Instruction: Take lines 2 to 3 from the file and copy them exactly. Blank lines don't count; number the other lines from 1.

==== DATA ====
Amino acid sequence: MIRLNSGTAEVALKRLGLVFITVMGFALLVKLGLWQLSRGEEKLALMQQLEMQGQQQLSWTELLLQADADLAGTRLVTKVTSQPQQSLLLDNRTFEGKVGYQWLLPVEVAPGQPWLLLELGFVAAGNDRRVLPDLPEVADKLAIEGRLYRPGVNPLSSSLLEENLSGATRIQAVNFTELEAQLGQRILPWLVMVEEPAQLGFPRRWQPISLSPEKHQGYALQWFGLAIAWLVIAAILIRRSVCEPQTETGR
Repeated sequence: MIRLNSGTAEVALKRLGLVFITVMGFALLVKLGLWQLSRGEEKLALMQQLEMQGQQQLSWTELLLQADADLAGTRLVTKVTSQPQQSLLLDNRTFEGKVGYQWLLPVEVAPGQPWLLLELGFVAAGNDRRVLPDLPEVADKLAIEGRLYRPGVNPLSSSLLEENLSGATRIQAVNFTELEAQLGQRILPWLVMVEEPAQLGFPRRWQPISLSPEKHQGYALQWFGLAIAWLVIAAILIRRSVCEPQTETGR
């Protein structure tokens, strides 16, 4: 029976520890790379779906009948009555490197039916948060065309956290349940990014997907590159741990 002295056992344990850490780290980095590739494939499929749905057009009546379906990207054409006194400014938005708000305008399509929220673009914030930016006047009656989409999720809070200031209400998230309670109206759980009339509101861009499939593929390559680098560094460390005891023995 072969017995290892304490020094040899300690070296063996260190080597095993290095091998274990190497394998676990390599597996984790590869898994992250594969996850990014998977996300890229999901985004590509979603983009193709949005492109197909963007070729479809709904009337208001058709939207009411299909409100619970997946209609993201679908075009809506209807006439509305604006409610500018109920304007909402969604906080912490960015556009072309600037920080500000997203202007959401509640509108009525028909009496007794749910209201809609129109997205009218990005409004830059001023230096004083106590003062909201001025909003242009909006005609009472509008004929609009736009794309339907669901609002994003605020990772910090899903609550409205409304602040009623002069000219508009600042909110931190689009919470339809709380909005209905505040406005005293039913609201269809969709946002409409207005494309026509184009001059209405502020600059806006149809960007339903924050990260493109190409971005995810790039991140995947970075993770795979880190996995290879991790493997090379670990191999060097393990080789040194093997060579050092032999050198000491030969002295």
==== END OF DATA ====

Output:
Repeated sequence: MIRLNSGTAEVALKRLGLVFITVMGFALLVKLGLWQLSRGEEKLALMQQLEMQGQQQLSWTELLLQADADLAGTRLVTKVTSQPQQSLLLDNRTFEGKVGYQWLLPVEVAPGQPWLLLELGFVAAGNDRRVLPDLPEVADKLAIEGRLYRPGVNPLSSSLLEENLSGATRIQAVNFTELEAQLGQRILPWLVMVEEPAQLGFPRRWQPISLSPEKHQGYALQWFGLAIAWLVIAAILIRRSVCEPQTETGR
């Protein structure tokens, strides 16, 4: 029976520890790379779906009948009555490197039916948060065309956290349940990014997907590159741990 002295056992344990850490780290980095590739494939499929749905057009009546379906990207054409006194400014938005708000305008399509929220673009914030930016006047009656989409999720809070200031209400998230309670109206759980009339509101861009499939593929390559680098560094460390005891023995 072969017995290892304490020094040899300690070296063996260190080597095993290095091998274990190497394998676990390599597996984790590869898994992250594969996850990014998977996300890229999901985004590509979603983009193709949005492109197909963007070729479809709904009337208001058709939207009411299909409100619970997946209609993201679908075009809506209807006439509305604006409610500018109920304007909402969604906080912490960015556009072309600037920080500000997203202007959401509640509108009525028909009496007794749910209201809609129109997205009218990005409004830059001023230096004083106590003062909201001025909003242009909006005609009472509008004929609009736009794309339907669901609002994003605020990772910090899903609550409205409304602040009623002069000219508009600042909110931190689009919470339809709380909005209905505040406005005293039913609201269809969709946002409409207005494309026509184009001059209405502020600059806006149809960007339903924050990260493109190409971005995810790039991140995947970075993770795979880190996995290879991790493997090379670990191999060097393990080789040194093997060579050092032999050198000491030969002295």